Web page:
News | Created 23 May 2017
A marine worm that looked so much like a delicious fried pastry that it was named after one by a research scientist at the Western Australian Museum, has been named as one of the Top 10 New Species for 2017.
Xenoturbella churro has been included in the 10th annual Top 10 list compiled by the prestigious College of Environmental Science and Forestry at the State University of New York. X. churro was discovered in deep water off Mexico and named by scientist Jose Carvajal who, together with co-discoverer and senior research scientist Dr Nerida Wilson, now works for the Western Australian Museum exploring and describing Western Australia’s vast biodiversity.
“We were having trouble finding a name that reflected this amazing discovery, so when a friend mentioned that it looked like a churro, I thought it would be a perfect fit,” Mr Carvajal said.
“The fact that it was found in Mexican waters and named after a Mexican dessert was an added bonus.”
Mr Carvajal and Dr Wilson were part of a team, initially from Scripps Institution of Oceanography and the Monterey Bay Aquarium Research Institute in California, that found what they believed were four new species of Xenoturbella off the Californian and Mexican coasts during fieldwork from 2007-2015. Each continued their research into the obscure marine creatures after independently moving to the Western Australian Museum and, in 2016, were part of the now international team that officially published the research confirming four new species discoveries. See: http://museum.wa.gov.au/about/latest-news/four-new-deep-sea-xenoturbella-species-discovered
“This was very significant because it was previously believed Xenoturbella was a phylum of animals thought to contain just one species, known only to live in Europe,” Dr Wilson said.
“Very little was known about the animals other than they ate molluscs and for a time they were confused with molluscs because they retained mollusc DNA in their bodies.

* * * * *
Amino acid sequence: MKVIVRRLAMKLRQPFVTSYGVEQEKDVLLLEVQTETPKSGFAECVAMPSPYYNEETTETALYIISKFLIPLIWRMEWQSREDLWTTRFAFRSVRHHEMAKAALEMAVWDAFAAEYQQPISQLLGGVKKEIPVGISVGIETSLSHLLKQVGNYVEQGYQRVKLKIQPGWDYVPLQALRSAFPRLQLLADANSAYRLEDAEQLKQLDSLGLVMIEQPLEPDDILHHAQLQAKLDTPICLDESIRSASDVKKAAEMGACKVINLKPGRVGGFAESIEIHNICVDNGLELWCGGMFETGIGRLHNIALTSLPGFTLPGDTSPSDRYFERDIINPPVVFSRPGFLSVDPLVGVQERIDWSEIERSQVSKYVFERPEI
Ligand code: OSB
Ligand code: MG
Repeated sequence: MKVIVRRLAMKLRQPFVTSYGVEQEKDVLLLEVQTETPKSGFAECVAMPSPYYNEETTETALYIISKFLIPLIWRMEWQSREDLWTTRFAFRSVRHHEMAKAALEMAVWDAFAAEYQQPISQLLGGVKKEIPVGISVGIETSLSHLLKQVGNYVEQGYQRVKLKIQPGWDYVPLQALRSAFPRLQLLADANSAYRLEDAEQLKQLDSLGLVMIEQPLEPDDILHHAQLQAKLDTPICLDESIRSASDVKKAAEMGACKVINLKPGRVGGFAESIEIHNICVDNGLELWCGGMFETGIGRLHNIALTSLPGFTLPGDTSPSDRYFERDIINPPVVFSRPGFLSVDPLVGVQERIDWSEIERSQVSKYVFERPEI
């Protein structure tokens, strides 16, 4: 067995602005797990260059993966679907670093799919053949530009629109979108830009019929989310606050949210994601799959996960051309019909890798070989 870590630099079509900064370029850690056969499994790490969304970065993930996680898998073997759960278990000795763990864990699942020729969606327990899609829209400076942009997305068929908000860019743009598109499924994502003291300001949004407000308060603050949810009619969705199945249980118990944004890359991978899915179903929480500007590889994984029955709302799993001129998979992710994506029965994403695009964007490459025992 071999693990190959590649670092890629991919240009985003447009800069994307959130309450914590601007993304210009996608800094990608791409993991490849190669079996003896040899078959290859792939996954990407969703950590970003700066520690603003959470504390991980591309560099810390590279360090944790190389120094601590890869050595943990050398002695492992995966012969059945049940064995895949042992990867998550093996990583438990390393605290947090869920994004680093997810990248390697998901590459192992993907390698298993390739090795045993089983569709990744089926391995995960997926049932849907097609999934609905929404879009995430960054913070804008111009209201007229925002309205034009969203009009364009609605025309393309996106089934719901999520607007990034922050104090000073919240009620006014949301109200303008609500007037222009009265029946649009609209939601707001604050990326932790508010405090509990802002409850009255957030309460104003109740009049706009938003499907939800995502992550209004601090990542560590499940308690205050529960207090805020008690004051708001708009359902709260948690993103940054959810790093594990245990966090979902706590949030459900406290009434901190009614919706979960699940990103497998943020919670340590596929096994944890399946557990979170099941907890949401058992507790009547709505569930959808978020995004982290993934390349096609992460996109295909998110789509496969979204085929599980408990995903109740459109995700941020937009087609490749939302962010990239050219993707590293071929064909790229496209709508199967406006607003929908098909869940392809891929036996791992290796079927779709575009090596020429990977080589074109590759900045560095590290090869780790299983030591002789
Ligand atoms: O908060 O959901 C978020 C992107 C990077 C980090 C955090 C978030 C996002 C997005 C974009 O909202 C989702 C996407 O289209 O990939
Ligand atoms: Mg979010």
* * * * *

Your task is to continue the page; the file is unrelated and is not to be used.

“So this is more than science with a quirky name. This is a significant new species, the discovery of which took nearly 10 years to complete, and helped place a very enigmatic group of animals on the tree of life.”
This is the second year running that the Western Australian Museum has had a species discovery in the Top 10. Last year the Ruby seadragon, Phyllopteryx dewysea, made the list. The Ruby seadragon was also discovered by Dr Wilson and colleagues from Scripps, using a specimen from the Western Australian Museum collection that had washed up on Cottesloe Beach in 1919. See: http://museum.wa.gov.au/research/collections/aquatic-zoology/fish-ichthyology-section/meet-ruby-wa-s-new-seadragon-discovery-s-been-100-years-making
These are just two of the dozens of new species discovered by Western Australian Museum scientists every year, adding to the store of knowledge and understanding of our unique environment.
“These discoveries clearly demonstrate the need for us to keep exploring our oceans and our environment, because there are still so many exciting discoveries to be made,” Dr Wilson said. “The deep sea here remains very unexplored. Who knows what natural treasures are out there?”
The Top 10 New Species list is announced each year on 23 May to mark the birthday of Carolus Linnaeus, an 18th Century Swedish botanist who is considered to be the father of modern taxonomy.
Media and Communications Coordinator
Western Australian Museum
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